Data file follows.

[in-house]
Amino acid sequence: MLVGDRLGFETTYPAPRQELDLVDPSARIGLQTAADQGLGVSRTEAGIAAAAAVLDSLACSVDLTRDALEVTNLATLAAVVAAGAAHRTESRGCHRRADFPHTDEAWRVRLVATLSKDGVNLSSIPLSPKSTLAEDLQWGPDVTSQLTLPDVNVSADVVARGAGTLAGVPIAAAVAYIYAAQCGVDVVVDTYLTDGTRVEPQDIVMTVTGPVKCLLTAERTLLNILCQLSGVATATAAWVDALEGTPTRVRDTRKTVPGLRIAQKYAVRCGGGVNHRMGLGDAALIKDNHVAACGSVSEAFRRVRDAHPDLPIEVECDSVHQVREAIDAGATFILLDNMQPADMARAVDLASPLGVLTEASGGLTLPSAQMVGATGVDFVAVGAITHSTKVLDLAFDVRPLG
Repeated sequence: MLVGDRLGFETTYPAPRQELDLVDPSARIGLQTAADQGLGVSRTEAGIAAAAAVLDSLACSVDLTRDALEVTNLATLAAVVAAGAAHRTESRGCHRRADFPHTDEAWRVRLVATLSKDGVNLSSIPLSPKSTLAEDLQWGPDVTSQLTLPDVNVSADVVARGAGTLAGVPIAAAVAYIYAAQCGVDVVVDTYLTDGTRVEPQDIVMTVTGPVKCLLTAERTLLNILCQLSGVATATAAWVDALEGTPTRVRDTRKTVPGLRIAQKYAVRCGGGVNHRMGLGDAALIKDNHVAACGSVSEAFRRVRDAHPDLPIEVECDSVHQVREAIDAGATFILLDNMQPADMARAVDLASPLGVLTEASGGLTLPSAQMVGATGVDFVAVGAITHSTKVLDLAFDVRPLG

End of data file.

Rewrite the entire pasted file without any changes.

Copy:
[in-house]
Amino acid sequence: MLVGDRLGFETTYPAPRQELDLVDPSARIGLQTAADQGLGVSRTEAGIAAAAAVLDSLACSVDLTRDALEVTNLATLAAVVAAGAAHRTESRGCHRRADFPHTDEAWRVRLVATLSKDGVNLSSIPLSPKSTLAEDLQWGPDVTSQLTLPDVNVSADVVARGAGTLAGVPIAAAVAYIYAAQCGVDVVVDTYLTDGTRVEPQDIVMTVTGPVKCLLTAERTLLNILCQLSGVATATAAWVDALEGTPTRVRDTRKTVPGLRIAQKYAVRCGGGVNHRMGLGDAALIKDNHVAACGSVSEAFRRVRDAHPDLPIEVECDSVHQVREAIDAGATFILLDNMQPADMARAVDLASPLGVLTEASGGLTLPSAQMVGATGVDFVAVGAITHSTKVLDLAFDVRPLG
Repeated sequence: MLVGDRLGFETTYPAPRQELDLVDPSARIGLQTAADQGLGVSRTEAGIAAAAAVLDSLACSVDLTRDALEVTNLATLAAVVAAGAAHRTESRGCHRRADFPHTDEAWRVRLVATLSKDGVNLSSIPLSPKSTLAEDLQWGPDVTSQLTLPDVNVSADVVARGAGTLAGVPIAAAVAYIYAAQCGVDVVVDTYLTDGTRVEPQDIVMTVTGPVKCLLTAERTLLNILCQLSGVATATAAWVDALEGTPTRVRDTRKTVPGLRIAQKYAVRCGGGVNHRMGLGDAALIKDNHVAACGSVSEAFRRVRDAHPDLPIEVECDSVHQVREAIDAGATFILLDNMQPADMARAVDLASPLGVLTEASGGLTLPSAQMVGATGVDFVAVGAITHSTKVLDLAFDVRPLG